Charter School Tensions in Greenpoint’s District 14

New NYU Study May Cause Charter Controversy

Picture a New York City public school with gleaming, freshly-painted walls and floors, brand new bathrooms, functioning water fountains and ergonomically correct chairs for every student.  Every piece of technology is state of the art and students are individually monitored, their progress carefully charted and observed.  Charter schools such as Success Academy, KIPP and Achievement First make this utopia a reality, but many critics and thousands of public school parents say this comes at the direct expense of existing traditional public schools and their students.

One former Success teacher (who asked to remain anonymous to protect her current position) recalled the school’s sterile, shining environment vividly; she once took a video of a college intern from Northwestern swiffer-ing walls by hand to ensure the gleam was up to snuff.   Given that most Success Academies are housed in collocated buildings, one might expect that this picture applied to all schools housed in this building.

But critics insist there is no sharing that wealth, and that differences between schools floor to floor within the building are depressingly and unavoidably stark.  This former teacher said that her school once took over the theater room of the neighboring district school to use as a gym.  They soon discovered, however, that students couldn’t actually engage in much physical activity as the walls and ceiling of the district school classroom below were crumbling into pieces.  “Every time our kids ran and jumped, things were falling off the ceilings onto the children below them,” she said.

These gaps in facilities and other notable indicators of funding has been the subject of both vitriolic derision and fanatical support among parents and administrators for over a decade.  In what is sure to be a controversial new study, one NYU PhD student says her research has found that charter collocation may have increased per pupil expenditures over time.  She also believes that collocated charters have had a positive effect on district student performance due to increased competition among schools.

“In collocated schools there ends up about an eight percent increase in per people expenditures after charter schools open,” Sarah Cordes said. “There’s also a decrease in class size, in collocated schools it’s about two kids per teacher, which is pretty substantial, I’d say.”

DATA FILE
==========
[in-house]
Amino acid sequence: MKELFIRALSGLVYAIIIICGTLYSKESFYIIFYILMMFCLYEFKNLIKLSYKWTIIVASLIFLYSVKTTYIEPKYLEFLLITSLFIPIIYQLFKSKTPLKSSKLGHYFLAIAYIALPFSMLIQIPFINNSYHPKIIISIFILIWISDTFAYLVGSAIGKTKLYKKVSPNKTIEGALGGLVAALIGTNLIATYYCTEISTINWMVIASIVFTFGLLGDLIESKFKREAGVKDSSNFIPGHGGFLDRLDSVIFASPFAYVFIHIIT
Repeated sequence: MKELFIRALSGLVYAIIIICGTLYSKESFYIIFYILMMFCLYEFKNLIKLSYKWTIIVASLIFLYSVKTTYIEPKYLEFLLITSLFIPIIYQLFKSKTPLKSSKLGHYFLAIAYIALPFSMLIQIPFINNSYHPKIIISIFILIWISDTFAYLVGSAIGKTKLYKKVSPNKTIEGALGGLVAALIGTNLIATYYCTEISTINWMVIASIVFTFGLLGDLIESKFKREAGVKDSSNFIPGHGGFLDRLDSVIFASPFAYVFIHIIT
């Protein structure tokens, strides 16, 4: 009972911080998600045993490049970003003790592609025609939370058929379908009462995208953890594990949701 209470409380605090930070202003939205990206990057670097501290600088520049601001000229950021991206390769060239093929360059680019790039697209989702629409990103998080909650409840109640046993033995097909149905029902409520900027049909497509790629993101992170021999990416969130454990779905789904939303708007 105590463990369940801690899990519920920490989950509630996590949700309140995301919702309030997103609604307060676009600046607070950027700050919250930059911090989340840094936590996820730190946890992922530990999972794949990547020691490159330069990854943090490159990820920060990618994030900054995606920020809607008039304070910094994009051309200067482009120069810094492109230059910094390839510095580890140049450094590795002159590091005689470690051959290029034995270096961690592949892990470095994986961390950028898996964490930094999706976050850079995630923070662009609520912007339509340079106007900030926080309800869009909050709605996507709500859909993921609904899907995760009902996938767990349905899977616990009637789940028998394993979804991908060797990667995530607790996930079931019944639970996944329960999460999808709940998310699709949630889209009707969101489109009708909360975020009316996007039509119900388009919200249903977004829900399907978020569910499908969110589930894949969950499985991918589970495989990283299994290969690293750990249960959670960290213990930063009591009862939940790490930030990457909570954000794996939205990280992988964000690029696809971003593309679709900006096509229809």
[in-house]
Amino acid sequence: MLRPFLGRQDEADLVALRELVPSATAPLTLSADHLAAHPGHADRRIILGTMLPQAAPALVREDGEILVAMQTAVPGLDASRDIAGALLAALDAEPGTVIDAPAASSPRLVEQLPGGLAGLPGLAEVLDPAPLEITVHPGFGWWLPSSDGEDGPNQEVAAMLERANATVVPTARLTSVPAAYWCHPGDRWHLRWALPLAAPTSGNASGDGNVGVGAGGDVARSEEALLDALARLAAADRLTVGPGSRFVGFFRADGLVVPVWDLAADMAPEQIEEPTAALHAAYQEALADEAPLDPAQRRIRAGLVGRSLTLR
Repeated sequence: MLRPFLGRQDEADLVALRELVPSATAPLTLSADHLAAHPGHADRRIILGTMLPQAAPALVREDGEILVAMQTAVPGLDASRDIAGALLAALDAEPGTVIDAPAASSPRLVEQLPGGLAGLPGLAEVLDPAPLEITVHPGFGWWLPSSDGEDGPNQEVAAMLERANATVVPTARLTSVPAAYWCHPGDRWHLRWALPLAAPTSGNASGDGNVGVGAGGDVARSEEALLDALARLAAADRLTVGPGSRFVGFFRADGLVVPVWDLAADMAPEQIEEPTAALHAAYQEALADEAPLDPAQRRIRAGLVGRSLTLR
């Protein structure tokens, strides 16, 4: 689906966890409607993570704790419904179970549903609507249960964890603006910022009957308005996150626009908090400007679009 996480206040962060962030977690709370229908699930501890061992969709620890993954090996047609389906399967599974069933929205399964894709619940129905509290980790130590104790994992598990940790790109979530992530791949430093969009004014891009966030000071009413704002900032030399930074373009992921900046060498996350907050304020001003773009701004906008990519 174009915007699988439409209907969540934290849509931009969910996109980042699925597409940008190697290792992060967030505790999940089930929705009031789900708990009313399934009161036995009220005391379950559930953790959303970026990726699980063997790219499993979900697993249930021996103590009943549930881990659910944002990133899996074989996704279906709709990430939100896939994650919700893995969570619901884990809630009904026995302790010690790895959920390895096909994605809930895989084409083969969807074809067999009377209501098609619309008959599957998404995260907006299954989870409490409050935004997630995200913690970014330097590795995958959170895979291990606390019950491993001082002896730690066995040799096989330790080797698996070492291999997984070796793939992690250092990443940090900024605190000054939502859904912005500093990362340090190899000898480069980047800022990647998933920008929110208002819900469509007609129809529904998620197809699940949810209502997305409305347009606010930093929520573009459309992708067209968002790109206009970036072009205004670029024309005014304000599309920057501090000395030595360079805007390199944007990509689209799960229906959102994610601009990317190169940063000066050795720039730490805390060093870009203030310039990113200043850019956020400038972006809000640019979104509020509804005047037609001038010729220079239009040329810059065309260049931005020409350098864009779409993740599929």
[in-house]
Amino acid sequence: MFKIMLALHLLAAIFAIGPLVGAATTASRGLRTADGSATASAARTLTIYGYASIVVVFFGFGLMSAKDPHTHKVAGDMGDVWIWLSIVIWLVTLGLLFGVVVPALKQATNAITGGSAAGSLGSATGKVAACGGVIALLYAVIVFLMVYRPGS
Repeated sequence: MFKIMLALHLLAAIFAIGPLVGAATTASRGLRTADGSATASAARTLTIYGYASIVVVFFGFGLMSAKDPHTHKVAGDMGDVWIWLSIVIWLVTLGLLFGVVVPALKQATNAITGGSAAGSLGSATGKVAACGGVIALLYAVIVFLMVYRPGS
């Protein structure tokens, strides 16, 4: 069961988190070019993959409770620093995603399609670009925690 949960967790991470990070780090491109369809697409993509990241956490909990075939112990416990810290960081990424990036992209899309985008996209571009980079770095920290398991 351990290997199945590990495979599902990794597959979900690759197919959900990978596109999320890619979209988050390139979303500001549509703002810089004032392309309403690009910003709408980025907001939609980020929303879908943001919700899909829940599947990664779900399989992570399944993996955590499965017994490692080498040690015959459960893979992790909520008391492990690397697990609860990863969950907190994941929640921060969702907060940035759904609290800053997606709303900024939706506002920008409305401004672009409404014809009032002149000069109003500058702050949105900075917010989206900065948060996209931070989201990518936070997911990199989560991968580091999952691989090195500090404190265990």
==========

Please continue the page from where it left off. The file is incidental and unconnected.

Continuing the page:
Cordes used extensive DOE administrative data to measure spillover effects of charter schools to traditional district students collocated within one mile.  She compares the outcomes of students in district schools that are closely located to a newly opened charter school with the welfare of students in schools where no new charter school opened up.  She is able to link students over a longer period of time to control for prior performance and to group student results by performance, race and gender, in addition to cross-referencing this information with school resource records.

Cordes says that many funds are allocated in the form of block grants that each school receives regardless of the number of students it houses.  She found that due to decreased enrollment in district schools after charter schools become an option, spending per student actually increases because there are fewer students splitting the pot.  “Things like Title 1 aid, or there are categorical grants that are just sort of given in chunks to the school no matter how many kids there are.  So after charter schools open and enrollments decline those resources get spread over fewer kids,” she said.

Some parents find this hard to believe. In a recent press release, a collection of parent’s groups across the city charge that charters could not be decreasing class size (and therefore increasing funding) because they are purposefully under-enrolling.  These parents say that much like a popular nightclub that holds patrons outside to increase the illusion of popularity, charters are backing up students on their wait lists to enhance the illusion of demand.  In fact, they charge that more than two-thirds of 18 charters which opened in the 2013-2014 school year were under-enrolled.

But unless massive fraud and embezzlement were taking place unchecked on the government’s watch, the obvious funding gaps may primarily come down to a gap in lucrative connections.  The former Success teacher says she watched the money flow at the school due to a cushy relationship with Wall Street.  “They have a huge PR machine and a huge legal machine to milk every dollar out of it.  They tout their test scores to Wall Street, who knows nothing about education, and Wall Street pours tax-deductible money into it, and they end up with tremendous disposable income,” she said.  “The operations manager at my school used to refer to it as ‘playing with monopoly money.”

In the end, parents are screaming for oversight.  Tesa Wilson, District 14’s CEC President, says her District is bothered by the fact that charters receive public funding but are not subject to the same bureaucratic regulation as her local district school.  “I always look at it this way as a taxpayer, because now my tax dollars which go towards my local district schools are now sent to an outside entity without any oversight by any city agency or any state agency, about how monies are spent, exactly where they go, are the children getting the necessary support services,” she said.  “It really is like the charter money black hole.”